Catch fish with Mike Ladle.

Catch Fish with
Mike Ladle


Information Page

Freshwater Fishing

For anyone unfamiliar with the site always check the FRESHWATER, SALTWATER and TACK-TICS pages. The Saltwater page now extends back as a record of over several years of (mostly) sea fishing and may be a useful guide as to when to fish. The Freshwater stuff is also up to date now. I keep adding to both. These pages are effectively my diary and the latest will usually be about fishing in the previous day or two. As you see I also add the odd piece from my friends and correspondents if I've not been doing much. The Tactics pages which are chiefly 'how I do it' plus a bit of science are also updated regularly and (I think) worth a read (the earlier ones are mostly tackle and 'how to do it' stuff).

River weed.

Weed can be a pain in the bum when it comes to fishing. Whether it is kelp or wrack clutching at your lures in the sea or water plants and flannel weed smothering the hook in fresh waters it can certainly spoil your day. With the current low water levels in my local rivers and the mild, bright weather we've had this year there is weed, of all types, in profusion. If you want to fish you just have to learn to cope with it. I had a couple of good examples this week.

On the first occasion I went coarse fishing with a lure. When it's weedy and shallow I generally find that a small buoyant plug is as good as anything and I've been using a J9 floating Rapala. Of course, being armed with a couple of sharp trebles, if it touches the weed it will pick it up and become useless so you have to judge the depth and fish appropriately. Now I hope to catch chub, perch, trout or pike on these lures but there's no guarantee of what will take on any given day. I always use a short trace of knottable 15lb wire in case of pike but otherwise the set up is very simple. No weights, rigs or gadgets, just the little plug attached by a loop or a small clip. The main secret is accurate casting and any little bay, overhanging bush or gap in the weeds gets my attention.

In this case the worst of the weed is either floating duckweed, which can form carpets on the water surface or flannel weed (Cladophora) which can form mats on the river bed. For some reason, on the afternoon in question, the chub and perch were not biting so, for half-an-hour I was more or less biteless. Then I came to a stretch with a weir. Downstream of the weir were one or two slightly deeper runs with a bit of flow - promising! I thought. First cast downstream from the sill I held the little plug in the current and let it waggle enticingly. Smash!!! A good fish grabbed it and showing a big, gold flank as it rolled made me think - 'record chub'. No such luck, the typically pikey behaviour which followed showed me exactly what I'd hooked.

Now I had to find somewhere to land my fish (probably eight to ten pounds and full of beans). I struggled across the weir and down the nettle clothed bank to the water's edge. Meanwhile the fish tore about in the shallow water picking up every scrap of flannel weed it could find. Eventually I managed to beach it and extract the hooks before nudging the fish back into the water. Phew! As it turned out that was more or less the end of my session. Only one small pike was caught after that.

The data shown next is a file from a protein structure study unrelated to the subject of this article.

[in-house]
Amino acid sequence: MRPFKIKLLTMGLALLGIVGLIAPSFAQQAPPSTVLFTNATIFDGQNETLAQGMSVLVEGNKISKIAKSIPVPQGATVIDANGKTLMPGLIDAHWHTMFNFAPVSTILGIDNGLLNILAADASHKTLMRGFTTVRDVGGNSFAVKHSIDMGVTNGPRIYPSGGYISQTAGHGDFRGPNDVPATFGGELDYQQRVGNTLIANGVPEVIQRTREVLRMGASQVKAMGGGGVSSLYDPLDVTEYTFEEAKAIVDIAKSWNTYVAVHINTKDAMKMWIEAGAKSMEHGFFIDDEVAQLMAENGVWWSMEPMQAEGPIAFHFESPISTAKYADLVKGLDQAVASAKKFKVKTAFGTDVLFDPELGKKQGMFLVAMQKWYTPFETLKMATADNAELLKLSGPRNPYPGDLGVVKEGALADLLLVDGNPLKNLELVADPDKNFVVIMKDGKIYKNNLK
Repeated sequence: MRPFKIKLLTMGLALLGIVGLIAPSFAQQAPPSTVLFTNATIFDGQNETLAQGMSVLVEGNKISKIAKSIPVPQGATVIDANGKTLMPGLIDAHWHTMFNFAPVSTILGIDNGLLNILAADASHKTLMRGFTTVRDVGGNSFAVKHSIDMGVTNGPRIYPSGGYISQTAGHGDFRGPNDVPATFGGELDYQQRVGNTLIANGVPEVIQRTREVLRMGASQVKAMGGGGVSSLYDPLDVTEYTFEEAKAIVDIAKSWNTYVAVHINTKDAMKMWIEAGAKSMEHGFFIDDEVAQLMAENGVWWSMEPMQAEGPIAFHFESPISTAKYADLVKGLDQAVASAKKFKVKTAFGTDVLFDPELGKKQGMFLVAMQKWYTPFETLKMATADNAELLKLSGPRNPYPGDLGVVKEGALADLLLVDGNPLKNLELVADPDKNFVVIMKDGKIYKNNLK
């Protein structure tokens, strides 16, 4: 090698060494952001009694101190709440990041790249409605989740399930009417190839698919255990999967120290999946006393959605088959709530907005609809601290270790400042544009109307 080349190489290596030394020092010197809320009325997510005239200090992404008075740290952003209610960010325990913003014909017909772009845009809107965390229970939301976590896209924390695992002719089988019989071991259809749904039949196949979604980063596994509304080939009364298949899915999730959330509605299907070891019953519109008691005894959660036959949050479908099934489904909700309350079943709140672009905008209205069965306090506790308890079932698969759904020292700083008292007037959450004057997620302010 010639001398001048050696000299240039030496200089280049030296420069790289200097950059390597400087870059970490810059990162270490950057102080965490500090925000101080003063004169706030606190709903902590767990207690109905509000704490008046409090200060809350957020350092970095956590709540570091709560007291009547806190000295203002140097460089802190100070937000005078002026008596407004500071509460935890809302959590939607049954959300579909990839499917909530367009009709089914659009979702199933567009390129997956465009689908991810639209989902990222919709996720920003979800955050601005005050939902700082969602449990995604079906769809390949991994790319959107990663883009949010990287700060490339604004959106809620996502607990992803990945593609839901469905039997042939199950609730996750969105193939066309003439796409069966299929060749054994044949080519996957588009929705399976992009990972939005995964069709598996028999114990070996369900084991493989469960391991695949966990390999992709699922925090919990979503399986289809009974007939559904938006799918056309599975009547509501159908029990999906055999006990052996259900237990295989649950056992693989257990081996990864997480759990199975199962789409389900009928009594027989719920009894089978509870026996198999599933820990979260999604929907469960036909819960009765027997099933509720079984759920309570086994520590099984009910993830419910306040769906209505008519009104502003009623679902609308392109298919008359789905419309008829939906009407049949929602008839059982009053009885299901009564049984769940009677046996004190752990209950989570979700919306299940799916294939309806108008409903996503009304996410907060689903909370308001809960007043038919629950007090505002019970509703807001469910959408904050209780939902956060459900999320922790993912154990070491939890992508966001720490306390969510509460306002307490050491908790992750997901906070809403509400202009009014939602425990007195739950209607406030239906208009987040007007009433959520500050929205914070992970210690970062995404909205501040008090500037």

A couple of days later I decided to have another go for seatrout (I've had a few nice ones lately). This time the problem was water buttercup. Every stretch seemed to be choked with the stuff. However, by retrieving down and across, the lure (again my J9 with the wire trace) will usually slip though without getting caught up too often. I generally try to cast so that the plug drops within thirty centimetres of the far bank if I can because the fish often take immediately after splashdown. I wind just a bit faster than the current so that the lure keeps wriggling along. Sometimes a big bow wave follows it across the river and sometimes (just sometimes) the fish will have another go if it fails to take.

My first cast produced a nice fat little brownie so I was encouraged. After I'd put it back I plodded on upstream casting every five metres or so if there was no weed on the surface to catch up the lure. It was hot and sweaty in my overtrousers and waterproof jacket (more anti-thistle and anti-nettle than anti-rain) so not particularly pleasant fishing. I saw a decent salmon roll in mid-river but I didn't expect it to take and anyway it was under masses of Ranunculus. A few casts later I dropped the lure within centimetres of a reed bed (best not to hook the reeds, they're tough) and it was taken by a stonking seatrout which exploded into the air and proceeded to hurtle all over the river tearing line off against the clutch. Several times it buried itself in the weed but I was able to draw it out by going downstream and hauling with the flow. Eventually I managed to land it, again getting myself severely nettled in the process (I hate nettles). All in all a very satisfactory session.

If you have any comments or questions about fish, methods, tactics or 'what have you!' get in touch with me by sending an E-MAIL to -

Nice pike.

Look at that duckweed.  After a long struggle my larger pike is almost done, but it has collected a fair bit of flannel weed.


Not a bad fish for such a little plug.

Scarlet tiger.

These beautiful moths often hang around near water.


A nice fish on my little Rapala but no match for the tackle used.


This seatrout was more of a handful and took a fair time to land. Note the anti-thistle/nettle gear.